Thursday, 23 September 2021

Adult Education and Democracy

One of the world's many best-kept secrets of recent times is the extent and vigour of the working class self-help education movement. Supported by all classes, that movement dates way back to the early decades of the 19th century, if not earlier. Many key political and literary figures, such as Nye Bevan (the politician behind the introduction of the National Health Service) and Sue Townsend (novelist, Adrian Mole and social commentator), came from the poor working class families. Like so many who left school at the minimum leaving age, they set about their own self-education, study-reading leading authorities on literature, history, politics, economics, philosophy, psychology and so on, and attending classes on the wide variety of subjects made available though the adult education movement.

The 1928 Report on The Tutor in Adult Education: An Inquiry into the Problems of Supply and Training observed, a century ago:

"It is a commonplace that democratic institutions can only work successfully where there is a genuine public opinion as opposed to mere mass-suggestion. But such a public opinion is only possible in a community in which a large number of persons have formed the habit of considering and weighing different points of view before reaching a decision. This habit of mind is more readily acquired from adult education than from any other form of training."

Personal and group study was integral to the development of the Welfare State. Study took place in the trade union movement, in socialist political associations, amongst paternalistic capitalists, in the Co-operative movement, in universities and colleges, and in student organisation and associations of many types. Debate took many forms, in various locations. It took place in local chapels, working men's clubs, mechanics institutes, University Extension courses, Women's Institutes, Allotment Associations, the Workers' Educational Association, the trade union movement, and so forth. The NHS and the provisions of the welfare state flowed from those studies, debates and discussions. Far from being irrelevant to the world of economics and politics, non-vocational adult education provides the only route to a truly sane and sustainable future.

Sadly, in the aftermath of World War II, the forces of materialism and 'sound finance' were allowed to rampage across the world. They declared that it was all very well having fancy ideas about abolishing the five giants of Poverty, Disease, Ignorance, Squalor and Idleness. But, realistically, where was the money to come from?

The battle cry was for economic growth, for ever-escalating mass production of material goods, of weapons of massive destructive power, of agribusiness and Big Pharm products. According to departments of economics across the world, the financial show had to be kept on the road regardless of the cost to the real, embedded economy of nature and community. For lack of informed public debate, the "plunder of the commons" has continued unabated through the two decades of the 21st century. (See Guy Standing (2019) The Plunder of the Commons: A Manifesto for Sharing Public Wealth)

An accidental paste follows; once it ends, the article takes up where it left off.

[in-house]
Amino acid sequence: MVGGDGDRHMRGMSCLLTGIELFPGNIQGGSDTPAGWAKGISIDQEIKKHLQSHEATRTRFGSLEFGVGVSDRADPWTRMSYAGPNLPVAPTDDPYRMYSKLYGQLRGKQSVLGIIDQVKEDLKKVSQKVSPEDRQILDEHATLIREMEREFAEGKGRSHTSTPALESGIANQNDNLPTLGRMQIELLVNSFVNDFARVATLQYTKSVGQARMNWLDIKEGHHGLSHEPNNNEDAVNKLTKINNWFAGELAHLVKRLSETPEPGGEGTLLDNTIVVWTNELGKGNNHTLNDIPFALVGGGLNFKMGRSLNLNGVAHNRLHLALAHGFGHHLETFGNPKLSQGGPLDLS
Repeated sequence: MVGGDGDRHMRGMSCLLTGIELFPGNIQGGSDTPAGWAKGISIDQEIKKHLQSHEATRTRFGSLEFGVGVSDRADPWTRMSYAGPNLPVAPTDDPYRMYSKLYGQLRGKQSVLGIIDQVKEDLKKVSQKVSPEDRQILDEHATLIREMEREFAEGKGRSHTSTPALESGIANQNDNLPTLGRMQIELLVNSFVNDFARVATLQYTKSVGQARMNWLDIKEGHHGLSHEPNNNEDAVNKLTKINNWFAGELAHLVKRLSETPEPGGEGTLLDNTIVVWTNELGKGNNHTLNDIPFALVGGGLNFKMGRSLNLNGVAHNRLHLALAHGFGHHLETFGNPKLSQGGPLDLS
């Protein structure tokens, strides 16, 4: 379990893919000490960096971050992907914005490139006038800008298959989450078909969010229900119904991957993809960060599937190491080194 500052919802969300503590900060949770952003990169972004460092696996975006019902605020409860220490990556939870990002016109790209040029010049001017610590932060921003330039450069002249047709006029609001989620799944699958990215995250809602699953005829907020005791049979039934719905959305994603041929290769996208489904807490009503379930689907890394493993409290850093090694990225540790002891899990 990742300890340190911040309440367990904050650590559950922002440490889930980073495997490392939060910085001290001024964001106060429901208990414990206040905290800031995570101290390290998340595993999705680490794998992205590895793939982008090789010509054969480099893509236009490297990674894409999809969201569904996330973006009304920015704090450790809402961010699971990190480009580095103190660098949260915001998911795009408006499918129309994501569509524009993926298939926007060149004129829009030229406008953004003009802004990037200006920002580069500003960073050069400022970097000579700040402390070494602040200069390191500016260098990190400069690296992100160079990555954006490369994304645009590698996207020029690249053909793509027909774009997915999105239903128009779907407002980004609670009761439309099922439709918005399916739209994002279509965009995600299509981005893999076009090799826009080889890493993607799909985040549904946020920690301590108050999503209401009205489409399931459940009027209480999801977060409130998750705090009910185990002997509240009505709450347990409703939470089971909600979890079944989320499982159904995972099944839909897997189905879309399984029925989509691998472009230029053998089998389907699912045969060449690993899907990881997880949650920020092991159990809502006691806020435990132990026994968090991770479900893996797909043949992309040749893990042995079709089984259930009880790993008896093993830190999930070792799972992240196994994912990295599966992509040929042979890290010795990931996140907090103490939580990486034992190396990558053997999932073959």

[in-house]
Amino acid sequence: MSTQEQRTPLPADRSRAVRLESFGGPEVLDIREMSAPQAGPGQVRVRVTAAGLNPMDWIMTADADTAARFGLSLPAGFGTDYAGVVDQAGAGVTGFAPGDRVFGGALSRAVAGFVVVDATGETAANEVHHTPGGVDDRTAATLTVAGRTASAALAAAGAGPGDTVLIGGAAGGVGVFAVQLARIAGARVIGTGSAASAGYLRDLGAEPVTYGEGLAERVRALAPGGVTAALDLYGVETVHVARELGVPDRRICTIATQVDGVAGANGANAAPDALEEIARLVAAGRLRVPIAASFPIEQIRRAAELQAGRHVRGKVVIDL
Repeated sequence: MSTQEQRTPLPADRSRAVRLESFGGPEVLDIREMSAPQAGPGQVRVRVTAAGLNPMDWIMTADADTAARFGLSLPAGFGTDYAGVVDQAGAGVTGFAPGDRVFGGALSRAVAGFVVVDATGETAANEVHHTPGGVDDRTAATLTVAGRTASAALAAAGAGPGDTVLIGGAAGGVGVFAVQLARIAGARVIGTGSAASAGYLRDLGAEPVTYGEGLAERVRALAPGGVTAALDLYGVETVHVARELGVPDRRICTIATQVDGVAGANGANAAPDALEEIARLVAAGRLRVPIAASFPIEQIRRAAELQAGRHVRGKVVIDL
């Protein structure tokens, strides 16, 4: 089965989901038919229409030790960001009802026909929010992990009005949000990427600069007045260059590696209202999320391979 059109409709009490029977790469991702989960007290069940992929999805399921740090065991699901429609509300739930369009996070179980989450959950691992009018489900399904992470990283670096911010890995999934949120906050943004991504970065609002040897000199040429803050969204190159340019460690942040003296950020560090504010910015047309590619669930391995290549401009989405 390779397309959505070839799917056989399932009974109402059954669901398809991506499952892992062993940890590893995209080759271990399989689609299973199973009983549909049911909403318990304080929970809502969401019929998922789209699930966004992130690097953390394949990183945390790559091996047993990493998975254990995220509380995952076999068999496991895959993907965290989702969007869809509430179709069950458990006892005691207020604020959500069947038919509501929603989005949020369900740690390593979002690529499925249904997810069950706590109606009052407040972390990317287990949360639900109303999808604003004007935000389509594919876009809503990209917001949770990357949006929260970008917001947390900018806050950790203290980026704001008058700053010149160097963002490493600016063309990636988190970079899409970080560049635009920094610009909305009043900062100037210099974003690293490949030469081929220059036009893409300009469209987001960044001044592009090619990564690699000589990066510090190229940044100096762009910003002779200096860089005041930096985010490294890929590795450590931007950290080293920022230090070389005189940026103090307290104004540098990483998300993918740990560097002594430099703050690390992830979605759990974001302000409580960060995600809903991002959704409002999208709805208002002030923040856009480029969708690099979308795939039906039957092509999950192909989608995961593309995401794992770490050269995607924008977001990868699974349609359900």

By the 21st century the terms 'education' and 'training' have become hopelessly muddled. We seem to have lost the ability to see that you may train your horse to do your bidding, but you cannot make it think. Similarly, the 'powers that be can insist that waged and salaried slaves follow their orders. But you must educate yourself to serve the community.

Presently, educational systems are all too often training highly skilled technicians to maintain a political economy by following orders. 'What's in it for me? What can I get out of it? is the guiding principle.' And the end result is very like that so uncannily predicted by E.M Forster and others.

All the predictions are that humanity is fast heading towards a combination of all the dystopias predicted by Forster in The Machine Stops, Aldous Huxley in Brave New World, George Orwell in Nineteen-eighty Four, Ray Bradbury in Fahreneit 451 and so on. If that is not to happen, it is essential for local community groups to come together and seek to understand how the corporate world, through the financial system, controls economics, politics and learning. Only in that way will it become possible to move beyond pleading protests and to take effective action by building communities.

There are precedents. See, for example, how, faced with economic ruin during the Depression years, the farmers of Alberta fought to educate themselves in order to minimise the power of finance. In 1935, the evolving story of the Alberta Experiment was followed by communities all over the world. News of their first electoral victory, relayed by radio, was greeted with uproarious cheers in Town Hall Square, Keighley. (I was told this by people who were there.) The story is told in full in Understanding the Financial System, available in hard copy and free download on .

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